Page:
Wellesley’s ‘Create for a Cause’ exhibition
Wellesley’s ‘Create for a Cause’ exhibition on track to raise $3000 for the NZ Mental Health Foundation
Take 320 boys, 40 staff, one Artist in Residence, a desire to ‘give back’, and a community of supportive whānau, and you get ‘a whole lot of Wellesley Magic’.
Held in the last week of Term 3, every second year, Wellesley’s Residency & Student Art exhibition showcases and sells artworks produced during ‘ARTWEEK’ by students and the ‘Artist in Residence’. This year, artist Natchez Hudson spent three weeks creating and mentoring boys of all year groups.
‘ARTWEEK’ is the culmination of the biennial ARTBOURNE ‘Artist in Residence’ Programme, run by Wellesley, to raise Scholarship funds for the school’s foundation to support boys who would not otherwise be able to attend the school. This has obvious added benefits for all students who can see a professional artist create their work alongside our boys in the Wellesley Art Room.
Mr. Brendan Pitman, Principal at Wellesley, says “it was an honour having our 2019 Artist in Residence, Natchez Hudson, work his magic with our boys. Seeing an artist of his calibre, who can sit beside the boys, talk, create and show the pathway of an artist, is inspiring. Programmes like these offer our boys access to their creative side and give opportunities to take risks in their learning. They allow boys to see the Arts as a viable career pathway to be considered in the future.”
The theme for ARTWEEK this year was ‘Collections and Connections’, and the focus for the boys was ‘Create for a Cause’, an initiative led by Mr. Glen Jorna, Head of Arts at Wellesley, and a successful exhibiting artist in his own right, and whose art has flourished in recent years. This is a testament to the school’s philosophy of supporting staff and boys to follow their passions.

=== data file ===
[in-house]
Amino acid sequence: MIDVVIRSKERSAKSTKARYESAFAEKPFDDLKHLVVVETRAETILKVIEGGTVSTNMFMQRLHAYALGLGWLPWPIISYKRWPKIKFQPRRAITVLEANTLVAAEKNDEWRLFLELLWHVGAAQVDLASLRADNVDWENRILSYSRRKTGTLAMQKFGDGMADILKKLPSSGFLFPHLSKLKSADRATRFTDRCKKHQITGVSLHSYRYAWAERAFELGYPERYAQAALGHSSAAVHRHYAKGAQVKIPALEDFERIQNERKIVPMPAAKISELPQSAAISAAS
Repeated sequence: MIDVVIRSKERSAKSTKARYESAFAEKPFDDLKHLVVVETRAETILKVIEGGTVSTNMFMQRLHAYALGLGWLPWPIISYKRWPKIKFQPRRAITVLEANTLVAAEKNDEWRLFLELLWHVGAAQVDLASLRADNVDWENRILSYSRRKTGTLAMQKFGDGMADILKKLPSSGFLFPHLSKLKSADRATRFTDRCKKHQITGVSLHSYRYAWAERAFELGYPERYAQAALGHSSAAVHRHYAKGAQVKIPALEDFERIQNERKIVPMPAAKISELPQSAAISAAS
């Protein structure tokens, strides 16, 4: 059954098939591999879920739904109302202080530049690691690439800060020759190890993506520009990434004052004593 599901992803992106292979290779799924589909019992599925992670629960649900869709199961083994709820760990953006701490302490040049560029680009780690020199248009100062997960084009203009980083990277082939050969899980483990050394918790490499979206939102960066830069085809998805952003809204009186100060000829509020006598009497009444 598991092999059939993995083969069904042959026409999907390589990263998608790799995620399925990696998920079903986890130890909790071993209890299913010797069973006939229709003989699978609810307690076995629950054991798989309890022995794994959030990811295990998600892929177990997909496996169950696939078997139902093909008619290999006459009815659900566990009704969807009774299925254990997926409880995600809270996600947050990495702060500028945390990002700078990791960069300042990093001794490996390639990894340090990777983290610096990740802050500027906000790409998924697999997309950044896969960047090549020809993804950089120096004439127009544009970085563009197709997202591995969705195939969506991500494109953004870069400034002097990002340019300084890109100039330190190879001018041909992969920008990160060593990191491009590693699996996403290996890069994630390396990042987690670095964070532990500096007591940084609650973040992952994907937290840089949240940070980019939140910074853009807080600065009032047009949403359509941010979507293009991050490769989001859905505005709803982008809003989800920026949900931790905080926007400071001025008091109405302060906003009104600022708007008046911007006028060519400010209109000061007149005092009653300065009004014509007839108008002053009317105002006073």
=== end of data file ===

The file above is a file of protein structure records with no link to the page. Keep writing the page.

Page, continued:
“Service to others is a key aspect of our value system at Wellesley. We wanted the boys to have a focus, something outside of themselves, for the week and to enjoy the positive aspect that art-making has on wellbeing and the brain. We chose to donate a percentage of the sale proceeds from the Art Exhibition to the Mental Health Foundation of New Zealand, an organisation that supports people with anxiety and depression. Our aim is to raise $3000.”
Student mental health is an important topic in schools right now, and Wellesley believes in laying down the foundations for wellbeing and resilience from the very early years to help boys develop in mind, body and spirit.
In addition to its ‘Wellesley Wellbeing Programme’, the school holds regular “Insights Evenings” aimed at educating parents and the wider community about issues affecting boys. During her talk on ‘Enhancing Emotional Resilience’, educational psychologist, Kathryn Berkett from ENGAGE, outlined the latest research in neuroscience and its impact on wellbeing and resilience. A visit by White Ribbon ambassador, Richie Hardcore, addressed the pressures that technology places on boys and how to help them form healthy relationships and become good, caring men.
“In this age of digital ubiquity, mental and physical wellbeing must be central to how we approach education,” says Mr. Pitman.